Schemas: The lenses through which we see the world.

November 30, 2023

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Have you ever been told, "You sure see the world through rose-tinted glasses"? Or, perhaps not – as there’s this persnickety little tendency we humans have which is called the negativity bias. Whether your worldview is rosy, sepia, or black-and-white, this colloquial saying highlights the very real idea that how we see the world affects our reality.

What we see (or hear or smell) gives us a gut feeling – a sense of ease or alarm. This informs how we perceive the situation and, naturally, any actions that follow.

Is a dog smiling at us with both its mouth and eyes? Then we’re inclined to approach and offer him a scratch behind the ears. We smile back and murmur, "Good boy, a very good boy, who’s a good boy," to anyone within earshot.

Is a dog watching us with bared teeth and slanted eyes? We shy away, and with tense shoulders gauge how strong the fence is between it and us. Our hands stay stuffed in our pockets. No pets for that one.

This sort of pre-thought perception is a survival mechanism in a world where a lot is coming at us – it helps us react quickly when we need to. But here’s the rub: just because we have a gut feeling doesn’t mean it’s always right.

In the face of conflict, it gets more complicated. Gut feelings bubble up in the heat of the moment, and emotions fuel actions instead of thought. If our perspective is off even a little bit, then things can unnecessarily escalate.

So how do we manage these gut feelings? Where do they even come from?

Our sense organs provide our window out to the world. Sight, smell, sound, touch, and taste…each stimulus is sent as information to our brain, which makes sense of all this input.

Since we are constantly being bombarded by stimuli, we have evolved to build mental maps so that we are less overwhelmed. In psychology, these are known as schemas: mental frameworks or structures that exist in our minds to help us organize, interpret, and make sense of the world around us. In life, this translates to the biological superpower of automatically seeing something, categorizing it, and reacting. Everything we perceive is filtered through these mental maps. But no map is ever perfect.

Looking through eyeglasses with a friendly dog on the left side and an aggressive dog on the right side

When we encounter something new, our schemas instantly come into play, influencing how we interpret and make sense of the information presented to us. These mental lenses filter and organize our perceptions, enabling us to categorize and anticipate the behaviour of others. Schemas help us navigate social interactions by providing a set of expectations and assumptions about how people should behave in different situations. They streamline our cognitive processes, allowing us to make quick judgments and responses based on past experiences and learned patterns.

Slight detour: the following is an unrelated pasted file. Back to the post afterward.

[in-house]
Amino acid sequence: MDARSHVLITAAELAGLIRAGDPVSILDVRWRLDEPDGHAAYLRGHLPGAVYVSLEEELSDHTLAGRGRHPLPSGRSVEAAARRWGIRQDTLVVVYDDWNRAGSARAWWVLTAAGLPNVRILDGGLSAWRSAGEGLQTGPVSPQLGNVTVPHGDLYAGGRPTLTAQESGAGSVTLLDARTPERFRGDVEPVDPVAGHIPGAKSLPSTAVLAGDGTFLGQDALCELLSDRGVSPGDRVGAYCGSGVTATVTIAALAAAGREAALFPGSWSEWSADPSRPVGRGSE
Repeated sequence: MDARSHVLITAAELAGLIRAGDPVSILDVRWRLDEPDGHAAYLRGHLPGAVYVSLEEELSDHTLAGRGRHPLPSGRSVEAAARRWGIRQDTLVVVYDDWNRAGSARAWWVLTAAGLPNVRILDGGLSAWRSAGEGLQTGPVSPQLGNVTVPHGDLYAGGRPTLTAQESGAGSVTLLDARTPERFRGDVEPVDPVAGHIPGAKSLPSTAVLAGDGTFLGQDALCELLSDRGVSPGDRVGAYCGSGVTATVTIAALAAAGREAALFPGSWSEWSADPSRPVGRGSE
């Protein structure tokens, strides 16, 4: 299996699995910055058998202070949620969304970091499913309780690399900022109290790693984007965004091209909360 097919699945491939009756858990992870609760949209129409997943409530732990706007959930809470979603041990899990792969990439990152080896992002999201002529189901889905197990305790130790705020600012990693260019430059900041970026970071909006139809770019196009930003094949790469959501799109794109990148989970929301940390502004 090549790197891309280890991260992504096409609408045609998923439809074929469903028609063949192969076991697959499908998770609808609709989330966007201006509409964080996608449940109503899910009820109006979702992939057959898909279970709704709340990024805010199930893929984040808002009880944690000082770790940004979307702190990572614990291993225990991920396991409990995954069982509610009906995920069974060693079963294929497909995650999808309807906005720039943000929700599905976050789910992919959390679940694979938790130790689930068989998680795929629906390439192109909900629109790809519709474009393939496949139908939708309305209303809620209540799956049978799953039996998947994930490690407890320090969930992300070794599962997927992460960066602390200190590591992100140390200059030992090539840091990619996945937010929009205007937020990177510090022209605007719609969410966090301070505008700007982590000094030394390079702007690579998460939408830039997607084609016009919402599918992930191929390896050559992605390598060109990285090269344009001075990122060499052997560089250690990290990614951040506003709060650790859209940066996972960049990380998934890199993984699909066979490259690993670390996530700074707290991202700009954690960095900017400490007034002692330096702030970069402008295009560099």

To quote Anaïs Nin, who put it quite succinctly:

We don’t see things as they are, we see things as we are.

Or, to use the language we’re unpacking here:

We don’t see things as they are, we see them as our schemas see them.

Schemas are hard to notice, in and of themselves. Rather, we experience their manifestations through the automatic thoughts and responses that they result in. Some lenses work well for us, and others…less so. Any distortions in our schemas also show up in our perceptions.

We all have our blind spots which, as their name implies, are unconscious. Maybe it manifests as a discriminative categorization of people by gender, race, or whatever. Or maybe it’s details that we add in to make sense of a situation. These blind spots can warp our perception of reality. Fortunately, it doesn’t have to stay this way: with a bit of courage and determination, we can refine our schemas.

The next time a conflict arises in your life, it’s worth taking a moment to consider how a schema might affect your perception of the situation. Why might you feel that way? Is your feeling valid? What is the other person feeling right now?

A bit of curiosity goes a long way in unpacking what’s playing out in our lives. Over time these situations become opportunities to refine the lenses through which we see the world, ultimately changing our responses into more fruitful acts. Conflict is natural and doesn’t need to be a bad thing.

While a gut feeling is something to be listened to, it’s important to remember that it’s not everything. When you notice a strong reaction arising from within, can you replace the feeling of knowing or judgment with curiosity? The practice of returning to an attitude of beginner’s mind is helpful – even if it takes time to make a habit out of it, it’s worth the effort.

Want to unpack this more? Check out our free online webinar: Conflict 101: Demystifying Conflict Through a Psychological Approach. In it, we dive deeper into this concept of schemas and challenge our automatic responses that arise from within. Through study and daily practices, this introductory course presents an opportunity to improve both our relationship with conflict and the communities in which we live our lives. Start today here.

If you have questions,
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